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The starting point for the following conceptual considerations are the sometimes massive shifts in the media shifts in media environments that have been observed in recent years in the course of digitization and the associated technical convergence of transmission paths and end devices as well as the differentiation of media and communication services (Couldry 2012, Deuze 2011, Napoli 2011). devices and the differentiation of media and communication services (Couldry 2012, Deuze 2011, Napoli 2011). These shifts are being intensively with regard to their consequences for the communicative foundations of society and a renewed and a renewed “structural change of the public sphere” (Münch/Schmidt 2005) (see also Gripsrud 2009). This article takes up these developments by focusing on “digital public sphere(s)” and providing a conceptual approach to the empirical empirical analysis of the transformation of public spheres.

Social change is often characterized on the basis of the formations of audiences, i.e. the basic structures of public spheres, that are considered typical for the time in question. The mass society was characterized by the audiences of mass media offerings that included the majority of the population, the target group or experience society by the audiences of target group offerings that were finely tuned to specific lifestyles, and the network society by the networked individuality of users of online services. and users of online services. This points to the fact that processes of public communication, through which – at different levels, e.g. local, regional, national, supranational or translocal – public spheres are constituted, involve not only institutionalized communicators, the communication offerings they produce and the the various actors in the intermediary system (Jarren/Steiner 2009), media users also play a significant media users are also significantly involved: Only in the communicative action of those who, primarily in an audience role and usually mediated via media offerings, are with the statements made by institutionalized communicators and who in one way or another exchange and communicate with others in one way or another,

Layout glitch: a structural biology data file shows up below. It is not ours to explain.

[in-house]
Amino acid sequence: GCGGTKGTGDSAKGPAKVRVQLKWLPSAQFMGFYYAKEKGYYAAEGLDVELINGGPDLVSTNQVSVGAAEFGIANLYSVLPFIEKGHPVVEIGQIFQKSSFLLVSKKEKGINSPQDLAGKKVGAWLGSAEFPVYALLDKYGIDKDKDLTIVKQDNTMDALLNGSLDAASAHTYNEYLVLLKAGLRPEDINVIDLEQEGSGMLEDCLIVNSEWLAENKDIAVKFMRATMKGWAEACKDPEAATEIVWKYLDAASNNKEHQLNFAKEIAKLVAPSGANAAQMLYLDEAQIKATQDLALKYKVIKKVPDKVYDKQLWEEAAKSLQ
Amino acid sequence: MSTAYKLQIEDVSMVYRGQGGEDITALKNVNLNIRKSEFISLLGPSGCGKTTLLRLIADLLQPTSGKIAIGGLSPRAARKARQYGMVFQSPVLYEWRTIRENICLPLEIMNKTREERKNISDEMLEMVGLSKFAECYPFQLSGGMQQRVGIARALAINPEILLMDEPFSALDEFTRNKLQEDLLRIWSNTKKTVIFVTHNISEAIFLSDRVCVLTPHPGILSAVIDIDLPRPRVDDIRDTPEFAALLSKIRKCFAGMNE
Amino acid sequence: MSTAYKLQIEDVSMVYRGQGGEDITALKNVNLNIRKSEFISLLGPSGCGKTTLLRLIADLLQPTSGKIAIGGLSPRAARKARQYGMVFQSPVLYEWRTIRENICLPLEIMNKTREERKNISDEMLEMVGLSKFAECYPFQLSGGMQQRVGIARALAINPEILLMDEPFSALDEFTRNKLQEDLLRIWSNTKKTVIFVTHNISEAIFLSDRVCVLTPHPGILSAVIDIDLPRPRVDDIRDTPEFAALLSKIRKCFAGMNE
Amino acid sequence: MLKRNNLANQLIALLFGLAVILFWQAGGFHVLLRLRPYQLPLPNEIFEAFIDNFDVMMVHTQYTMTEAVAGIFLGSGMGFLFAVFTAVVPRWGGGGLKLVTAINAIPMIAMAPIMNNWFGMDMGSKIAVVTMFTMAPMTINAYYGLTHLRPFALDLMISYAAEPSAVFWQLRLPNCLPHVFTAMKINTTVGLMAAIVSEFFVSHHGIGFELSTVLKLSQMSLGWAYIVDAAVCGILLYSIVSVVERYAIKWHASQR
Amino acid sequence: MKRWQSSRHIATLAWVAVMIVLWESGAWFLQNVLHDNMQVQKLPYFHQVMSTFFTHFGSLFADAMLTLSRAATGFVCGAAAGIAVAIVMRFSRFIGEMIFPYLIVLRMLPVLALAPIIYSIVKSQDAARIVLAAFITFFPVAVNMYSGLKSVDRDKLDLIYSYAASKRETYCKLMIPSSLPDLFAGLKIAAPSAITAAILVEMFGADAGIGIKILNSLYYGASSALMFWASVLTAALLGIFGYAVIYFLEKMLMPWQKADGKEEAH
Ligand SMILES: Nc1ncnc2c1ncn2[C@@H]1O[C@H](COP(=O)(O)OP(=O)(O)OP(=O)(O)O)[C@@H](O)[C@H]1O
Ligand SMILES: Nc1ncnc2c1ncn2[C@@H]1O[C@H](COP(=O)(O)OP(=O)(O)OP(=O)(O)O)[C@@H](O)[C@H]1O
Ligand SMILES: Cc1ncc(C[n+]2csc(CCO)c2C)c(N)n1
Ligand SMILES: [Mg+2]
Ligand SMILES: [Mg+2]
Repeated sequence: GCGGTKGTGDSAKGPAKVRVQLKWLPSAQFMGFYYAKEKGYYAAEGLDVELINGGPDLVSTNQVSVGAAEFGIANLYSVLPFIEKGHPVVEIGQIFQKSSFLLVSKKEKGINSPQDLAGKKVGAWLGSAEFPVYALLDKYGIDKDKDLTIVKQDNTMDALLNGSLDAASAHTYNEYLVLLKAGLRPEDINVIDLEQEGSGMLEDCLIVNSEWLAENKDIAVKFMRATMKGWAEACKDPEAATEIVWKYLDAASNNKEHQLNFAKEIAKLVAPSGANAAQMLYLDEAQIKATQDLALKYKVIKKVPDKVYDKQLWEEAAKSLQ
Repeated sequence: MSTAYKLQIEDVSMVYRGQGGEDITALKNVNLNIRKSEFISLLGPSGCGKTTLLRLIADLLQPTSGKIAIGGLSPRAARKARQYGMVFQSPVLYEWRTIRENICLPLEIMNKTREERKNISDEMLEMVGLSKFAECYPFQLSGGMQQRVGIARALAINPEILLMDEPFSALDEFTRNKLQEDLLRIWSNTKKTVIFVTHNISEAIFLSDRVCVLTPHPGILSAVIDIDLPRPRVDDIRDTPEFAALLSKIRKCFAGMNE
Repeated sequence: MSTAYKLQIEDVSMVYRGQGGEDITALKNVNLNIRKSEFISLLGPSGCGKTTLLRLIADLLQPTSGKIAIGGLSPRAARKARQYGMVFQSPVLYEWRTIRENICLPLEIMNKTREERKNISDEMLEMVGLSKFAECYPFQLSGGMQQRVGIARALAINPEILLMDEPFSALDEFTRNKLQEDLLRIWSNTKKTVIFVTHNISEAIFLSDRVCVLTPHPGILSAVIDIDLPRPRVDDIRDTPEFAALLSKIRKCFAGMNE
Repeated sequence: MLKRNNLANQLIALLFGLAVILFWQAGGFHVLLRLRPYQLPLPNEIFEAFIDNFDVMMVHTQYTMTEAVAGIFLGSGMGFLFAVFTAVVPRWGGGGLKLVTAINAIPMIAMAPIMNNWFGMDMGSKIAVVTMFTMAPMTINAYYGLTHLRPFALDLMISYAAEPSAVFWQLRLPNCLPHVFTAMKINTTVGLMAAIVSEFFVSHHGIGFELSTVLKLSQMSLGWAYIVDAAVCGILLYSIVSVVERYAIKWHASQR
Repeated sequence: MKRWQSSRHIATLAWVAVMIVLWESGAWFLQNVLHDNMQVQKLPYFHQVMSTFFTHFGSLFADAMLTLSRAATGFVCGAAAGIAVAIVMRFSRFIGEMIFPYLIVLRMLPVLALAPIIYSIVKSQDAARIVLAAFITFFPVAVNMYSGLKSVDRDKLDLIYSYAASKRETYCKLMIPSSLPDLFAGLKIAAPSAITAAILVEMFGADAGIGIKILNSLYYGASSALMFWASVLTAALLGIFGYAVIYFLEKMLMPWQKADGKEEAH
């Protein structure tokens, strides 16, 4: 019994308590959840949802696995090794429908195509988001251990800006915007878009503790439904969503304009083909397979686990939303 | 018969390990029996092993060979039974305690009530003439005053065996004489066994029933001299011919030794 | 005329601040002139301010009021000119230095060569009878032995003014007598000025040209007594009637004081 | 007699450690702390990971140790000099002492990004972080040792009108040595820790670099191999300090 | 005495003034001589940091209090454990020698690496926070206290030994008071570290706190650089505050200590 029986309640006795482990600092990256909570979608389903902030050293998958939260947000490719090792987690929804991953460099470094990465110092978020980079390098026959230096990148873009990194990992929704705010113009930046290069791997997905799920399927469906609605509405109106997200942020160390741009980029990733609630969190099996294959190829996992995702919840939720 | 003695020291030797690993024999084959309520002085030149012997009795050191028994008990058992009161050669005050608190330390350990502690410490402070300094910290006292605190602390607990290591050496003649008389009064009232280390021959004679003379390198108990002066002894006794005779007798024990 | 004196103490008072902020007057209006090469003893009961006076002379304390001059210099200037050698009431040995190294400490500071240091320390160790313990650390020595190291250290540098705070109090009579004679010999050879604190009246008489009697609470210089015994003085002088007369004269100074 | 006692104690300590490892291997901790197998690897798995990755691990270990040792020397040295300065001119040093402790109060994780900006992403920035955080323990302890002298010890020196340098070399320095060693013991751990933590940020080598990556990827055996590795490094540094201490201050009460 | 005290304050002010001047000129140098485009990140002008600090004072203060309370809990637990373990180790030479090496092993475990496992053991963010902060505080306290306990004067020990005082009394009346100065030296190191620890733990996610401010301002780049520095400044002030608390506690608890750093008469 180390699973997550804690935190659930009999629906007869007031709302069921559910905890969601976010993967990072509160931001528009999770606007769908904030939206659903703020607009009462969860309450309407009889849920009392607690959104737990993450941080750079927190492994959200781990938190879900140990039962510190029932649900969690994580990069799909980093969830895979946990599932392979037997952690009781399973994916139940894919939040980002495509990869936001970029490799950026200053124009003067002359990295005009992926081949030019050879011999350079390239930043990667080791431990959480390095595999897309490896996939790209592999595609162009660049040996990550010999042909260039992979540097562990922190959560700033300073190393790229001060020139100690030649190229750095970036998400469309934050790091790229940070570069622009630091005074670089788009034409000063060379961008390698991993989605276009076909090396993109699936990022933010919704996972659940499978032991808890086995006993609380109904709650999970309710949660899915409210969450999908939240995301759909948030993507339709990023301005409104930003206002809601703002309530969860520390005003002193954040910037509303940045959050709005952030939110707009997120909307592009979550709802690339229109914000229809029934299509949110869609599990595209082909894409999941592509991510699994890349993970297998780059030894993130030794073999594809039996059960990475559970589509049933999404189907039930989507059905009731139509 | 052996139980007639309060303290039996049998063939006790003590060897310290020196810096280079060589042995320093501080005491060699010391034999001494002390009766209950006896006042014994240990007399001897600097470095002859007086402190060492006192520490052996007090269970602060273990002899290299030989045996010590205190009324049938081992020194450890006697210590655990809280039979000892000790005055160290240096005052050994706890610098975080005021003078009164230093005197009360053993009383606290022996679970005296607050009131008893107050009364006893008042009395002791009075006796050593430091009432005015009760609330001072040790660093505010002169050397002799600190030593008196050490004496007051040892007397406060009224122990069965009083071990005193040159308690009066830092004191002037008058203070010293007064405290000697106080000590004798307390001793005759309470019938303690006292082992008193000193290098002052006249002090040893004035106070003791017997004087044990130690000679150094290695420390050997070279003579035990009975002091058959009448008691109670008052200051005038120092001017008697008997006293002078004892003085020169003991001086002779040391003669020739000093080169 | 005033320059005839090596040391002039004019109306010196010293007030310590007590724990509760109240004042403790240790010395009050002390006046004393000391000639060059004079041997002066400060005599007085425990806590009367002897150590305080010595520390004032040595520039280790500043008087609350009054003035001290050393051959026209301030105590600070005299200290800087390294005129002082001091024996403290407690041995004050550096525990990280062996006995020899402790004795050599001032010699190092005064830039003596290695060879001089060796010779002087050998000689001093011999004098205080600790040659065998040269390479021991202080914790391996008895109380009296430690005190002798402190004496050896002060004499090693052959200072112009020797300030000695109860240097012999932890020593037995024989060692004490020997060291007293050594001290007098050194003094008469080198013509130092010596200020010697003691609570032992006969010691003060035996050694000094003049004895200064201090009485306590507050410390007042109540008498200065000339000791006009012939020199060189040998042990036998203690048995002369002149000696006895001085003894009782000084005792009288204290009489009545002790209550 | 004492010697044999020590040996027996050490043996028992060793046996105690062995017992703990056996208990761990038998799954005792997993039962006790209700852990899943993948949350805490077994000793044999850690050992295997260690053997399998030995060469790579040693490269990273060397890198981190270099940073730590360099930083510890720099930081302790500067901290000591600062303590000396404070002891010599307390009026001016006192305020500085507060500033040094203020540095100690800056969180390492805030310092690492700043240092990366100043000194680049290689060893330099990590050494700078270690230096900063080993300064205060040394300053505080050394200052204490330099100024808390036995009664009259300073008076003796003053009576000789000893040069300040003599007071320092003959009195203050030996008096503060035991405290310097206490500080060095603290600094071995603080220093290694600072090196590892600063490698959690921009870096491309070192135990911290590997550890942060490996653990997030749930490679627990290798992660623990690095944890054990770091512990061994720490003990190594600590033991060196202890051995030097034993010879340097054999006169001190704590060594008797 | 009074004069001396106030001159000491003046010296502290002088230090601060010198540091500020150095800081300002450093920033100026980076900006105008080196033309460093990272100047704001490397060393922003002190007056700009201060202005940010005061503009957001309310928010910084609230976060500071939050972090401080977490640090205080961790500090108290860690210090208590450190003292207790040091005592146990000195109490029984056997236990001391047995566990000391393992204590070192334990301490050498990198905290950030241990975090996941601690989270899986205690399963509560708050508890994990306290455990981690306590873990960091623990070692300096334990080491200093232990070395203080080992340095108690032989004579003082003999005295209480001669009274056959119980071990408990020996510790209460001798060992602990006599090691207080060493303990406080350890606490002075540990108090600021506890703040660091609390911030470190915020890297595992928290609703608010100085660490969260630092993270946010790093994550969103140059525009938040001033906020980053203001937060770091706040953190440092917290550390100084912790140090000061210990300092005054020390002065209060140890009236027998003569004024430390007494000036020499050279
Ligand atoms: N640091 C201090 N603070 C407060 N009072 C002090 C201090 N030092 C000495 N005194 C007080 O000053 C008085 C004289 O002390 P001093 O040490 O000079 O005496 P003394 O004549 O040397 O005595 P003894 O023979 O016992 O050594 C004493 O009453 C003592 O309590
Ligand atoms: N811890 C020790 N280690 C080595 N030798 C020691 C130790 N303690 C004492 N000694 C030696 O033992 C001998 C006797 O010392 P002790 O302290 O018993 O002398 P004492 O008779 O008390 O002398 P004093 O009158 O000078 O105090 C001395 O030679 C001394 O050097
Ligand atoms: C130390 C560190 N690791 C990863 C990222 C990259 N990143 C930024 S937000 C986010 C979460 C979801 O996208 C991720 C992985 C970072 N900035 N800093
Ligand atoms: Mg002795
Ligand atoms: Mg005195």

publics are constituted.

About the author

Uwe Hasebrink
After studying psychology and German philology in Hamburg, Prof. Dr. Uwe Hasebrink worked
in Hamburg, he initially worked for three years as a research assistant at the Institute for Social Psychology at the University of Hamburg. He has been working at the Hans Bredow Institute since 1986, initially as a scientific consultant and from 1988 as managing consultant. In 1998 he was elected to the Board of Directors of the Institute. In 1999, he held a professorship for communication science at the Hanover University of Music and Drama. In spring 2001, he was jointly appointed by the University of Hamburg and the Hans Bredow Institute appointed him to a professorship for “Empirical Communication Studies”. Since 2009, he has been a member of the board of directors of the Research Center for Media and Communication (RCMC), which brings together university and non-university media and communication research in Hamburg, and at the same time a member of the spokesperson team of the Graduate School Media and Communication, which is funded as part of the Hamburg Excellence Initiative. He was also from 1998 to 2003, he was also spokesman for the Reception Research Section of the German Society for Journalism and Communication Studies (DGPuK) from 1998 to 2003, co-editor of the publication series “Reception Research” from 2003 to 2007, and a member of the Management Committee of the International Radio Research Network (IREN).
He has been a member of the Executive Board of the European Communication Research and Education Association (ECREA) since 2004 and a member of the International Board of the “Journal of Children and Media” since 2009. His research at the Institute focuses on the areas of media use and media content as well as media policy; in recent years these have mainly been: individual usage patterns and media repertoires, convergence of media from the user’s perspective, the consequences of online media for traditional media, media use by children and young people, forms of audience participation and safeguarding user interests vis-à-vis the media as well as European media and European audiences.